# Signals and Systems

## Some Useful Links to Suppliment or Substitute for a Textbook

### FIR Filters

• Fast Convolution Based on the FFT This reference shows how end effects are dealt with. To use the FFT for convolution, you need to do it in blocks, which leads to end effects, and more latency, but if your blocks are big enough, it speeds up the convolution.

### Math Editors for Your Notebook

You can make your notebook here on the wiki, but there are other options, including things like writing you notes on paper and using photo processing software to make notes like the old class notes. You can also make screencasts or videos for your notebook.

• JupyterLab: This is my current favorite for making notebooks with a "literate programming" approach. It allows you to mix prose and other things with your equations in LaTex or python or octave code that illustrate the concepts.
• LaTex: I suggest opening opening the following sample file with any of the LaTex editors below. LaTex is a document processing language that you compile like C or other compiled languages. It does produce the nicest looking documents, but it takes a bit of expertise to do that. If you are bound for graduate school, it is well worth learning.
• TexStudio works with Windows, Linux, and OS X, has a previewer, menus to help newbies, and is about the most featured LaTex editor I have tried.
• Texmaker is a LaTex editor with preview and a bunch of menus that help to figure out what you need to type to get the effects you want. It works on Linux, Windows, and OS X.
• Gummi is a LaTex editor with preview for Linux and Windows.
• Online LaTeX Editor especially for equations. This is useful for other systems that take LaTex input when you don't know LaTex yet.
• Lurch is a math editor for your desktop that will check your logic. For this class it is primarily useful as an easy editor for mathematical subjects.
• wxMaxima is a document based GUI for the Maxima computer algebra system. You can do quite a bit of algebra and calculus in wxMaxima. The notebooks it produces look good, but not as good as LaTex documents, however, you can easily change them, and it will redo all the math with the changes. I found a bug in the version that come with Ubuntu 15.04 where it segfaults when you type in a parenthesis to one of the helpful windows that come up when using the menus. I solved it by using the nightly builds from Peter Pall. As with most of the tools here, it will integrate in with LaTex.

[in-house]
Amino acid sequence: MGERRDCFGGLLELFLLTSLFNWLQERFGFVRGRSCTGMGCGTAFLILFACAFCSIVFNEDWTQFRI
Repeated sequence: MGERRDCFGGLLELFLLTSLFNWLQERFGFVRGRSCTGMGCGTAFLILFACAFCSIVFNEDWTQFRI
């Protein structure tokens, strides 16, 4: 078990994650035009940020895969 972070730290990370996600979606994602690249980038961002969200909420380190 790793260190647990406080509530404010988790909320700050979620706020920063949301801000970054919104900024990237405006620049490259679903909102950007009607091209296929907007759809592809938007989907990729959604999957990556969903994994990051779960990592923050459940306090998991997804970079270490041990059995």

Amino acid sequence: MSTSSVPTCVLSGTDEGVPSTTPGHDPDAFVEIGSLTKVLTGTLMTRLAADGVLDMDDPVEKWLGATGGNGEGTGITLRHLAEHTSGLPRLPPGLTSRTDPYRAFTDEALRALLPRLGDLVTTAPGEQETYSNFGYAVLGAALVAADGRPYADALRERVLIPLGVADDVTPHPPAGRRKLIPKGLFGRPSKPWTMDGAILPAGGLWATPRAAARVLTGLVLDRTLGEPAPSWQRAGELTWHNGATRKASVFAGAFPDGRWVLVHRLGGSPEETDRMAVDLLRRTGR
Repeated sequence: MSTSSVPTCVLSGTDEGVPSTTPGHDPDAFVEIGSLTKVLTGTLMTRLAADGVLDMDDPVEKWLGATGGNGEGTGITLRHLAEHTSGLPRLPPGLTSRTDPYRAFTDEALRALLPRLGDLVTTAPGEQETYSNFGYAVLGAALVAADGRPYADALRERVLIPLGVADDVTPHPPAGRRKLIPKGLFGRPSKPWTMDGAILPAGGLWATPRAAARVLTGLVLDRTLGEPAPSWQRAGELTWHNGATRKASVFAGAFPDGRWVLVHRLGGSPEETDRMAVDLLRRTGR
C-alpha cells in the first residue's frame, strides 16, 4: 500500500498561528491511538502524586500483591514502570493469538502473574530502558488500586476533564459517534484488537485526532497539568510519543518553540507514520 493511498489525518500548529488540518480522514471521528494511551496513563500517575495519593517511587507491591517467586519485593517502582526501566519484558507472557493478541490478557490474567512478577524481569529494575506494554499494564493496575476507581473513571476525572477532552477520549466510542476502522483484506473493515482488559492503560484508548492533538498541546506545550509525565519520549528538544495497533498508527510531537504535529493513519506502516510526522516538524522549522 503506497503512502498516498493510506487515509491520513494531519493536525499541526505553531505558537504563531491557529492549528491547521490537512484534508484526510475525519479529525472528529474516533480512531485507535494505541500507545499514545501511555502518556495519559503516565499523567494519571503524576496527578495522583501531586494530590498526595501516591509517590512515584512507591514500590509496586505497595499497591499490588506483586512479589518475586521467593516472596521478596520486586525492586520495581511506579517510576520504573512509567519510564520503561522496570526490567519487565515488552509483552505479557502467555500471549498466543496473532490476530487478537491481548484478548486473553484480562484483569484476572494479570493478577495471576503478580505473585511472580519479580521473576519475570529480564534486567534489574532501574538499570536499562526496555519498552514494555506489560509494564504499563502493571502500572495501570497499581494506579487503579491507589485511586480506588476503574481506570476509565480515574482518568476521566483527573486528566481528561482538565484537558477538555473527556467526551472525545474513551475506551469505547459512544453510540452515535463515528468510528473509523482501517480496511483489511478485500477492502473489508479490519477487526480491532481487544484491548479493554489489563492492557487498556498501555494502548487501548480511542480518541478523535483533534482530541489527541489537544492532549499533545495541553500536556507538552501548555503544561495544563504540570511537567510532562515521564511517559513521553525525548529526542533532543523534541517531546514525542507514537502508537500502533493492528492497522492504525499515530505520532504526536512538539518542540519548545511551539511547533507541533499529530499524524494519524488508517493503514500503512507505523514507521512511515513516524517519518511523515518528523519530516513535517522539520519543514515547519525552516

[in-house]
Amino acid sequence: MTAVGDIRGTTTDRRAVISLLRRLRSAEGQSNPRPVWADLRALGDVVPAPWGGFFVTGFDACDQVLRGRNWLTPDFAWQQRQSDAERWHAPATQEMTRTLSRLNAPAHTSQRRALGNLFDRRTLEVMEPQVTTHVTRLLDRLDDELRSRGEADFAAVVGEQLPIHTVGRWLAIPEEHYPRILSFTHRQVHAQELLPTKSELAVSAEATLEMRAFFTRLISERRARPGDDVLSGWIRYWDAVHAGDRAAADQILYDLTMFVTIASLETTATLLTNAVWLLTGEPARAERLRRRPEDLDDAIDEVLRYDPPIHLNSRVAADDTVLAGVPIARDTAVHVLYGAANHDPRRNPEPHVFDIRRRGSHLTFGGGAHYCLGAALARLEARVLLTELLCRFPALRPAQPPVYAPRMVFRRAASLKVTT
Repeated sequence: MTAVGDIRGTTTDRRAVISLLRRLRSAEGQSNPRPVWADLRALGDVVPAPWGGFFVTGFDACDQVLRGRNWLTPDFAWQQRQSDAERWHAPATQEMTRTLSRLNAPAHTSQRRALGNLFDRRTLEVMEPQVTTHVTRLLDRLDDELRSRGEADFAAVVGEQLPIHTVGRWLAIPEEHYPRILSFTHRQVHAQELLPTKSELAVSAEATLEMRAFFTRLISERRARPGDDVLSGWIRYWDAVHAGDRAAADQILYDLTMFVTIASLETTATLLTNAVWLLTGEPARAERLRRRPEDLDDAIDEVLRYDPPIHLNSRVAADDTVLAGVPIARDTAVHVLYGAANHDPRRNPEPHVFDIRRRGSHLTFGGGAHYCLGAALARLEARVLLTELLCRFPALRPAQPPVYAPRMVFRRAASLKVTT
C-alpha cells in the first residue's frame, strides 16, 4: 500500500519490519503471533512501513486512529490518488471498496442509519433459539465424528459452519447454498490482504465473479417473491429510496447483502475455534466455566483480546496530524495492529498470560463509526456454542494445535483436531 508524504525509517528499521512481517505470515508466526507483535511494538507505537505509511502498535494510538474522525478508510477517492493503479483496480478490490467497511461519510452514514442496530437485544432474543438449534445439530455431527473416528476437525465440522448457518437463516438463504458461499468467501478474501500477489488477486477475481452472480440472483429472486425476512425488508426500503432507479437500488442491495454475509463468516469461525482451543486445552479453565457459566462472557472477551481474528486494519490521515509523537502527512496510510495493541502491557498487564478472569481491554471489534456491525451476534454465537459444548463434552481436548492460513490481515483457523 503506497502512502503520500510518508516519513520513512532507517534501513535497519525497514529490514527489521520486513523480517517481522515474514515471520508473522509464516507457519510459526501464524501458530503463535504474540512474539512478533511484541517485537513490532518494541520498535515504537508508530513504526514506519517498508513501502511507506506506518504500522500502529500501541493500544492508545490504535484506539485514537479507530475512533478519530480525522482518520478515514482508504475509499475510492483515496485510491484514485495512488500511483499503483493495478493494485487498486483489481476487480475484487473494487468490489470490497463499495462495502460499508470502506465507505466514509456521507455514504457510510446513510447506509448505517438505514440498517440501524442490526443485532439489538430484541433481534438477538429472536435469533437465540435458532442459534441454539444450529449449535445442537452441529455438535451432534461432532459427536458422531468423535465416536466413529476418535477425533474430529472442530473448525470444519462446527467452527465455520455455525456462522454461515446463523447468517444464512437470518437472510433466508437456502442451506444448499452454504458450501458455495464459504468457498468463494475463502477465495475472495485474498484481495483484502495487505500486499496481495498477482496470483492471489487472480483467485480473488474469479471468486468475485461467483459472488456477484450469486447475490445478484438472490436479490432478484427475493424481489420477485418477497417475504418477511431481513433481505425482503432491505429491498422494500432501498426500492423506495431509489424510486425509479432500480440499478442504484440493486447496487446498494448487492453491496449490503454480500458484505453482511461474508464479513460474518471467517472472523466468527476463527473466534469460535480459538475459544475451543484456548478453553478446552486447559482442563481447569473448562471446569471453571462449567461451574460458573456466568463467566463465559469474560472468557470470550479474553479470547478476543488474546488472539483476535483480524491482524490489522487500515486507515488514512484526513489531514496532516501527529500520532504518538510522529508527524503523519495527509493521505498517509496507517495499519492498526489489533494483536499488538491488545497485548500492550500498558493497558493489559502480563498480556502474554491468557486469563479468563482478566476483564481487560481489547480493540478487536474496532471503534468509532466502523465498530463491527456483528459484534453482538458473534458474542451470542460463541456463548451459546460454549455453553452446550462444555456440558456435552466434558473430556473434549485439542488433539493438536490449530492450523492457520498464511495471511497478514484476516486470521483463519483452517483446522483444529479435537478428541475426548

• SageMath is a computer algebra system similar to wxMaxima that uses python, maxima and other tools to make a very nice and powerful tool for making a notebook. In order to make it work with the octave kernel, I had to use the latest version, which I obtained at the Ubuntu Sage wiki where I the instructions to install the upstream binary like this:
sudo apt-add-repository -y ppa:aims/sagemath
sudo apt-get update
sudo apt-get install sagemath-upstream-binary

• SageMath on the cloud uses sage (a computer algebra system) and latex to make your document. It has a nice preview that shows you what you get with your LaTex code. It also has a Linux terminal that you can use for octave and other things. You can create all kinds of files. It works well with the online LaTex editor below.
• PTC Mathcad works for Windows and costs something, but is available on the campus network.
• LibreOffice is an open source word processor.
• Microsoft Word is a fancy word processor that I think you can get for free or minimal cost when you are a WWU student.
• Maple is a commercial symbolic mathematics package similar to maxima. It will do notebooks. It is available on the school network.